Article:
Rep. Mickelson moved that participial modifier—aggrieved by an decision of the board of adjustment—to the end of the grammatical compound subject of the sentence, signaling a change in legislative intent. Mickelson didn’t want aggrieved to apply only to the first part; he wanted it to apply to anyone filing an appeal. Mickelson has thus stripped numerous taxpayers of a clear right they had to appeal their county board of adjustment’s decisions.

The Court’s ruling shows that Rep. Mickelson’s change to this zoning law was no mere grammatical clean-up; it was a deliberate effort to reduce citizens’ power and give special protection to a small class of businesspeople. Mickelson and HB 1140 thus epitomize the South Dakota Republican Party.


6 Responses to Supreme Court Remand of Crinion CAFO Shows Mickelson’s Effort to Erode Citizen Rights

  1. Paul Seamans

    So far it appears that Mark Mickelson’s run for the governor’s office is based on the need for more CAFO’s in South Dakota. We’ll see how that plays out.

  2. That seems silly, Mr. Seamans. I would expect and bet you a gravy tater breakfast that young Mr. Mickelson has a stout package of his positions if he announces to run. Everybody hates those CAFO things and Mr. Mickelson probably is smart enough to know so.

    So you know, I like buffets with nicely done bacon and a variety of breakfast taters that can absorb slathering. You will owe me a breakfast, sir, I have no doubt.

  3. Paul Seamans

    grudznick, I wished that you were right about everyone hating CAFO’s however that is not the case. A big part of Gov. Daugaard’s economic development plan is enticing people to start concentrated animal feeding operations in South Dakota. Mark Mickelson has been a big backer of that plan in the legislature. I am at a loss at the moment to think of any other of Mark’s accomplishments at Pierre. Maybe you’re being facetious, I can’t tell.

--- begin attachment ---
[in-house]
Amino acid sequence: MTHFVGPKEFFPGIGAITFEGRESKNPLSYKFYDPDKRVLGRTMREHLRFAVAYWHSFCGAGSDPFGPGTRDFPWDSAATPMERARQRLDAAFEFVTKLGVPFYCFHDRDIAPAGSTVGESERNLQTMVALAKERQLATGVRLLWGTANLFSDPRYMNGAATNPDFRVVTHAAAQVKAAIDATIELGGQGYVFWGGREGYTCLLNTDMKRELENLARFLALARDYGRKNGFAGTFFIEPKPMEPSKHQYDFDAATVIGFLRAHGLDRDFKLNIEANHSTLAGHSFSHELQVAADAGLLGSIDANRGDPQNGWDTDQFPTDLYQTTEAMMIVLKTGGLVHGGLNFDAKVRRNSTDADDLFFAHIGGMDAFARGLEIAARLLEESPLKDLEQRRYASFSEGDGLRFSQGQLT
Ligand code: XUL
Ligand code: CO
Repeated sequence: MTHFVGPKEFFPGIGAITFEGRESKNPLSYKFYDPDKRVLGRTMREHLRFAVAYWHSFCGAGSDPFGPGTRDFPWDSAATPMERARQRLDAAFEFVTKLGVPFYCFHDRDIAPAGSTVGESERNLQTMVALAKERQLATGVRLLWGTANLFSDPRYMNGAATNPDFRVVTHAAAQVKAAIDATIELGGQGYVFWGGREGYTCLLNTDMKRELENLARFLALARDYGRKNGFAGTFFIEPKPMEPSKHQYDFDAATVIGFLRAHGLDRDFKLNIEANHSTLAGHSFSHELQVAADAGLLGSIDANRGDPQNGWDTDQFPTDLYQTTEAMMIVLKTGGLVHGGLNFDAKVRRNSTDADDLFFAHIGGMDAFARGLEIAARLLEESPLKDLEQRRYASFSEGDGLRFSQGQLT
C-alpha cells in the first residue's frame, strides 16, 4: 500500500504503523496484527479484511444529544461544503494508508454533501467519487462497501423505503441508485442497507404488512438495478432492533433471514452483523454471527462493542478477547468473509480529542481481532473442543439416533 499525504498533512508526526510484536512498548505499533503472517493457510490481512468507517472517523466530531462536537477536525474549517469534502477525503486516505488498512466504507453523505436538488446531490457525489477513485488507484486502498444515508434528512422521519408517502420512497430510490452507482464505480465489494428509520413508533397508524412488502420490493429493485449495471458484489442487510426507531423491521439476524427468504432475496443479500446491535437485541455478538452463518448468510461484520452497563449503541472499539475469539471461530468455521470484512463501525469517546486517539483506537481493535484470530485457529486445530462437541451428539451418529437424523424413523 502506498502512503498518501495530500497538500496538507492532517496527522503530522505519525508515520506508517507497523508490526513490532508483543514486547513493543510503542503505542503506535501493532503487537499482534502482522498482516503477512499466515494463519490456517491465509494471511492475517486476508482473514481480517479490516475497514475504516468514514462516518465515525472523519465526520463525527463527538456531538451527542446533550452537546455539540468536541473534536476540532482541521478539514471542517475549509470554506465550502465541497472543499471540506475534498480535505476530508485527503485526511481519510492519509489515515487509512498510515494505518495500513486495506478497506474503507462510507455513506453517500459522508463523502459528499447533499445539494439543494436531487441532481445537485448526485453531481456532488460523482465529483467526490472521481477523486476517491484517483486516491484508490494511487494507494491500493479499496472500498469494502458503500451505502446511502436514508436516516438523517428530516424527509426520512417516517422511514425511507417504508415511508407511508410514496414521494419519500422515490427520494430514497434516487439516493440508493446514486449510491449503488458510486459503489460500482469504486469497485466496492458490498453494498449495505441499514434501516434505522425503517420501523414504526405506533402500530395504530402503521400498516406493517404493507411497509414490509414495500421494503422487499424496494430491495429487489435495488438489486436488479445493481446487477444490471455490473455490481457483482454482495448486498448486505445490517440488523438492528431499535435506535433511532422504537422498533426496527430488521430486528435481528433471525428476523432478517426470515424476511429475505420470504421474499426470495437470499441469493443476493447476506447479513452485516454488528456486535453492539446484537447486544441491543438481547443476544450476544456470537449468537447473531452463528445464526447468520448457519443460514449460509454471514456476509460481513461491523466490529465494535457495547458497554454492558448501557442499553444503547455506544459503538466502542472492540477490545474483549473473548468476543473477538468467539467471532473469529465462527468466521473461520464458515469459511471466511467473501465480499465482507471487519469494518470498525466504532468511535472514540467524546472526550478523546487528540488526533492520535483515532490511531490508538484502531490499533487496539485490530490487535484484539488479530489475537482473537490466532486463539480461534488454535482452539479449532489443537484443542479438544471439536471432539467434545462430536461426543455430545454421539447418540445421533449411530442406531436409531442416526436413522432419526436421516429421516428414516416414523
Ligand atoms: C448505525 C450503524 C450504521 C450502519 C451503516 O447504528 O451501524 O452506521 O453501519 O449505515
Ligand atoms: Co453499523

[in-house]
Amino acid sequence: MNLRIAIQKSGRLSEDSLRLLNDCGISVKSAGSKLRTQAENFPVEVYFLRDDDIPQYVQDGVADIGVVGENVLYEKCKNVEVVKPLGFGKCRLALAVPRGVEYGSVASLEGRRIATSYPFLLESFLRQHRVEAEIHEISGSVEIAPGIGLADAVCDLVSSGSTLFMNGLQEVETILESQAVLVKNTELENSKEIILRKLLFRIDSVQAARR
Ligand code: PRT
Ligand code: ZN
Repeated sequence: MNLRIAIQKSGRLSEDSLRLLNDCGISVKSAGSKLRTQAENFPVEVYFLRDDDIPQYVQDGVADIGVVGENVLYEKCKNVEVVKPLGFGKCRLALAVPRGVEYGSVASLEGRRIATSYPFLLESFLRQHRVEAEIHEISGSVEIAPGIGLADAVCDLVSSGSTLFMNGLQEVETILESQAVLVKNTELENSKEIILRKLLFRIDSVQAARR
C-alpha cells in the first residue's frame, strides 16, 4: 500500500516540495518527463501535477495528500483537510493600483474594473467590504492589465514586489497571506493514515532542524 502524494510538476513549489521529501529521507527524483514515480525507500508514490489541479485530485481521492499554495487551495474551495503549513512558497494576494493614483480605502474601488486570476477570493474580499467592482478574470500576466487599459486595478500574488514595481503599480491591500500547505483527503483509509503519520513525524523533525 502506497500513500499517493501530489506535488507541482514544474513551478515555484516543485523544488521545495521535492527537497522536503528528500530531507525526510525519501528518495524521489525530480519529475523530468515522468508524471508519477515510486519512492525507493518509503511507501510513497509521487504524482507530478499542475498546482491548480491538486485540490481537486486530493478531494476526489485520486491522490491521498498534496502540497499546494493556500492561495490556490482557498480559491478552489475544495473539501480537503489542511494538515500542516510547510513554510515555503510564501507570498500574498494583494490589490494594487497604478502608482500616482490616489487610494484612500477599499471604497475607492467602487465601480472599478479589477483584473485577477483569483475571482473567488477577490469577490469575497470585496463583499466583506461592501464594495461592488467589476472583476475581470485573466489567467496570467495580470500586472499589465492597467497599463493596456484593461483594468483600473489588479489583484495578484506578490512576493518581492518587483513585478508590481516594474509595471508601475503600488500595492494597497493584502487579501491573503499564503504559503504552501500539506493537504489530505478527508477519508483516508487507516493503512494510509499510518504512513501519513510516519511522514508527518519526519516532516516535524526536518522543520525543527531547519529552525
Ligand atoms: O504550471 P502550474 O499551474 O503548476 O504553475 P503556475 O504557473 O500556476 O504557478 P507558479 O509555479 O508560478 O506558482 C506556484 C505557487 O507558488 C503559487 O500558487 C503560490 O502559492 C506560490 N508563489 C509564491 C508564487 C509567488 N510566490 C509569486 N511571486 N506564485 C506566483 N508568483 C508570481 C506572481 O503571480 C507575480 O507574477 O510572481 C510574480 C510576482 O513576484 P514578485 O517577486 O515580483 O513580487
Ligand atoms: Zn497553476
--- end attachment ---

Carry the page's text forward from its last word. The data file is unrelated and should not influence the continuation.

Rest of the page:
4. mike from iowa

    From Argus Leader- None of this is news to Mickelson, whose passion for economic development, technical schools and agricultural modernization has him excited about becoming more than the grandson or son of a famous governor and simply someone who can make South Dakota better.

    There is that dreaded word tech schools.

  5. Mickelson will not eat Jackley’s milkshake. That Marty has worked to hard saving all of his peer’s asses to let this fake heir apparent steal his thunder. Besides, we are all waking to the fact that Mickelson and the rest of the torture boys are loosing their support. http://www.huffingtonpost.com/entry/farm-animal-rights-revolution_us_577304f6e4b0352fed3e5b16?section=

  6. Paul Seamans

    Great link Jerry.